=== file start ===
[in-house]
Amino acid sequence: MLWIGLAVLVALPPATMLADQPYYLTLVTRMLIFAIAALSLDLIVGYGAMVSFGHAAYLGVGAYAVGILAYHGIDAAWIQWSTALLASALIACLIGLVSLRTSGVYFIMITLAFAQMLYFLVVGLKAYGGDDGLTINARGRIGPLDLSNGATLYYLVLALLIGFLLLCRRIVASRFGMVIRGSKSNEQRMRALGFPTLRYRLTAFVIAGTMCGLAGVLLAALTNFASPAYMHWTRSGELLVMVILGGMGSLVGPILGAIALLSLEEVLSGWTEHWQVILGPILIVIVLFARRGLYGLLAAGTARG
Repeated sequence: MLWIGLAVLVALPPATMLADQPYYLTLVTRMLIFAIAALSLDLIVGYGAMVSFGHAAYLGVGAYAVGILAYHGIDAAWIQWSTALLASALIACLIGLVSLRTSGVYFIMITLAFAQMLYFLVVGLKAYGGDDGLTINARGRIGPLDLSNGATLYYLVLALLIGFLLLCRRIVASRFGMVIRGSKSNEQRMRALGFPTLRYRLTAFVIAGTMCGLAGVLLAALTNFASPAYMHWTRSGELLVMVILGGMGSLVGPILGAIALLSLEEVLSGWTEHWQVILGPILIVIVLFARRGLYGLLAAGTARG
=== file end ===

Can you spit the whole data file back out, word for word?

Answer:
[in-house]
Amino acid sequence: MLWIGLAVLVALPPATMLADQPYYLTLVTRMLIFAIAALSLDLIVGYGAMVSFGHAAYLGVGAYAVGILAYHGIDAAWIQWSTALLASALIACLIGLVSLRTSGVYFIMITLAFAQMLYFLVVGLKAYGGDDGLTINARGRIGPLDLSNGATLYYLVLALLIGFLLLCRRIVASRFGMVIRGSKSNEQRMRALGFPTLRYRLTAFVIAGTMCGLAGVLLAALTNFASPAYMHWTRSGELLVMVILGGMGSLVGPILGAIALLSLEEVLSGWTEHWQVILGPILIVIVLFARRGLYGLLAAGTARG
Repeated sequence: MLWIGLAVLVALPPATMLADQPYYLTLVTRMLIFAIAALSLDLIVGYGAMVSFGHAAYLGVGAYAVGILAYHGIDAAWIQWSTALLASALIACLIGLVSLRTSGVYFIMITLAFAQMLYFLVVGLKAYGGDDGLTINARGRIGPLDLSNGATLYYLVLALLIGFLLLCRRIVASRFGMVIRGSKSNEQRMRALGFPTLRYRLTAFVIAGTMCGLAGVLLAALTNFASPAYMHWTRSGELLVMVILGGMGSLVGPILGAIALLSLEEVLSGWTEHWQVILGPILIVIVLFARRGLYGLLAAGTARG